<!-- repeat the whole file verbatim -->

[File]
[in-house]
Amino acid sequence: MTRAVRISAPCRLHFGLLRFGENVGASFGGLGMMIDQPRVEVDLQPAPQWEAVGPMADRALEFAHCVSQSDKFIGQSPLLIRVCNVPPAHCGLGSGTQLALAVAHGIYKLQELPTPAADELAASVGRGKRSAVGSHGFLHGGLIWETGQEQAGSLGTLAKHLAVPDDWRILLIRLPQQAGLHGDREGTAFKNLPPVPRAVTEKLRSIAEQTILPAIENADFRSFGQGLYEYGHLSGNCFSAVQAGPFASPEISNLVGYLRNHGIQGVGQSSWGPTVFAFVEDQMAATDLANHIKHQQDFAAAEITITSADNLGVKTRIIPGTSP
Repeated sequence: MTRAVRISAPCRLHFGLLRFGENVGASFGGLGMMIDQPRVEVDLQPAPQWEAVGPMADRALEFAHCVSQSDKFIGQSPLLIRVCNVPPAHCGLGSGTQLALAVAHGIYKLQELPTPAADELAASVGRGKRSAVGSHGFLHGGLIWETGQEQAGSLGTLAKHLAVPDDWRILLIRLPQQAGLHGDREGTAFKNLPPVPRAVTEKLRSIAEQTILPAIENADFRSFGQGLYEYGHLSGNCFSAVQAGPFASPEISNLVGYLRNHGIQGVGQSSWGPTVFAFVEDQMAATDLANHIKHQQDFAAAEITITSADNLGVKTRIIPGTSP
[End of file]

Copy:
[in-house]
Amino acid sequence: MTRAVRISAPCRLHFGLLRFGENVGASFGGLGMMIDQPRVEVDLQPAPQWEAVGPMADRALEFAHCVSQSDKFIGQSPLLIRVCNVPPAHCGLGSGTQLALAVAHGIYKLQELPTPAADELAASVGRGKRSAVGSHGFLHGGLIWETGQEQAGSLGTLAKHLAVPDDWRILLIRLPQQAGLHGDREGTAFKNLPPVPRAVTEKLRSIAEQTILPAIENADFRSFGQGLYEYGHLSGNCFSAVQAGPFASPEISNLVGYLRNHGIQGVGQSSWGPTVFAFVEDQMAATDLANHIKHQQDFAAAEITITSADNLGVKTRIIPGTSP
Repeated sequence: MTRAVRISAPCRLHFGLLRFGENVGASFGGLGMMIDQPRVEVDLQPAPQWEAVGPMADRALEFAHCVSQSDKFIGQSPLLIRVCNVPPAHCGLGSGTQLALAVAHGIYKLQELPTPAADELAASVGRGKRSAVGSHGFLHGGLIWETGQEQAGSLGTLAKHLAVPDDWRILLIRLPQQAGLHGDREGTAFKNLPPVPRAVTEKLRSIAEQTILPAIENADFRSFGQGLYEYGHLSGNCFSAVQAGPFASPEISNLVGYLRNHGIQGVGQSSWGPTVFAFVEDQMAATDLANHIKHQQDFAAAEITITSADNLGVKTRIIPGTSP